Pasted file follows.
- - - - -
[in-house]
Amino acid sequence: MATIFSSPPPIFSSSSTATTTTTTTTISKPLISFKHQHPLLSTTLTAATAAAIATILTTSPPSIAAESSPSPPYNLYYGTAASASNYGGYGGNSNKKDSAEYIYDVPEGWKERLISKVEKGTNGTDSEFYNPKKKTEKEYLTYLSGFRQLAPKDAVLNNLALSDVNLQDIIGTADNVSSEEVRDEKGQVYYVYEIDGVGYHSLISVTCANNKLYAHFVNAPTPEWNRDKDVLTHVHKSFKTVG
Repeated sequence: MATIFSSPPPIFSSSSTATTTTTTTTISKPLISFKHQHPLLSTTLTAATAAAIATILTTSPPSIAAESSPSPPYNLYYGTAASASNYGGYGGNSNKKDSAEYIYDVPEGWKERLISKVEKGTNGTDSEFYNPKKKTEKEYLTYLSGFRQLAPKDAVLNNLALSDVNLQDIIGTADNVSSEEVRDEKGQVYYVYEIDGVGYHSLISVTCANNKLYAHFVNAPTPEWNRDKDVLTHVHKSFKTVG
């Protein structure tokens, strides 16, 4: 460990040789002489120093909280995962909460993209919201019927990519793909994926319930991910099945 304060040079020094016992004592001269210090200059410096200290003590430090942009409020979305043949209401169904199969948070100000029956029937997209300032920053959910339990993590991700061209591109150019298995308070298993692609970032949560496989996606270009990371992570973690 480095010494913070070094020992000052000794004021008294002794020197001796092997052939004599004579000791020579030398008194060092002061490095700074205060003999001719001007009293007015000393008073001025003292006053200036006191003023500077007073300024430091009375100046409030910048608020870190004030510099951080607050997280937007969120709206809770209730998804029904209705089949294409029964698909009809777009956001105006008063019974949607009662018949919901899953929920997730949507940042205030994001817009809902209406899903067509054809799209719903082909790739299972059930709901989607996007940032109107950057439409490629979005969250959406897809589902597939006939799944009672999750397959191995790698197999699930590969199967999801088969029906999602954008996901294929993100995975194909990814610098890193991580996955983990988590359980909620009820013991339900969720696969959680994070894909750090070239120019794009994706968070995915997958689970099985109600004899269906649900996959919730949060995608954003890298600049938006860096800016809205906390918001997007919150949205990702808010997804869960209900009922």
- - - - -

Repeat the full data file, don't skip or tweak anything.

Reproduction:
[in-house]
Amino acid sequence: MATIFSSPPPIFSSSSTATTTTTTTTISKPLISFKHQHPLLSTTLTAATAAAIATILTTSPPSIAAESSPSPPYNLYYGTAASASNYGGYGGNSNKKDSAEYIYDVPEGWKERLISKVEKGTNGTDSEFYNPKKKTEKEYLTYLSGFRQLAPKDAVLNNLALSDVNLQDIIGTADNVSSEEVRDEKGQVYYVYEIDGVGYHSLISVTCANNKLYAHFVNAPTPEWNRDKDVLTHVHKSFKTVG
Repeated sequence: MATIFSSPPPIFSSSSTATTTTTTTTISKPLISFKHQHPLLSTTLTAATAAAIATILTTSPPSIAAESSPSPPYNLYYGTAASASNYGGYGGNSNKKDSAEYIYDVPEGWKERLISKVEKGTNGTDSEFYNPKKKTEKEYLTYLSGFRQLAPKDAVLNNLALSDVNLQDIIGTADNVSSEEVRDEKGQVYYVYEIDGVGYHSLISVTCANNKLYAHFVNAPTPEWNRDKDVLTHVHKSFKTVG
């Protein structure tokens, strides 16, 4: 460990040789002489120093909280995962909460993209919201019927990519793909994926319930991910099945 304060040079020094016992004592001269210090200059410096200290003590430090942009409020979305043949209401169904199969948070100000029956029937997209300032920053959910339990993590991700061209591109150019298995308070298993692609970032949560496989996606270009990371992570973690 480095010494913070070094020992000052000794004021008294002794020197001796092997052939004599004579000791020579030398008194060092002061490095700074205060003999001719001007009293007015000393008073001025003292006053200036006191003023500077007073300024430091009375100046409030910048608020870190004030510099951080607050997280937007969120709206809770209730998804029904209705089949294409029964698909009809777009956001105006008063019974949607009662018949919901899953929920997730949507940042205030994001817009809902209406899903067509054809799209719903082909790739299972059930709901989607996007940032109107950057439409490629979005969250959406897809589902597939006939799944009672999750397959191995790698197999699930590969199967999801088969029906999602954008996901294929993100995975194909990814610098890193991580996955983990988590359980909620009820013991339900969720696969959680994070894909750090070239120019794009994706968070995915997958689970099985109600004899269906649900996959919730949060995608954003890298600049938006860096800016809205906390918001997007919150949205990702808010997804869960209900009922």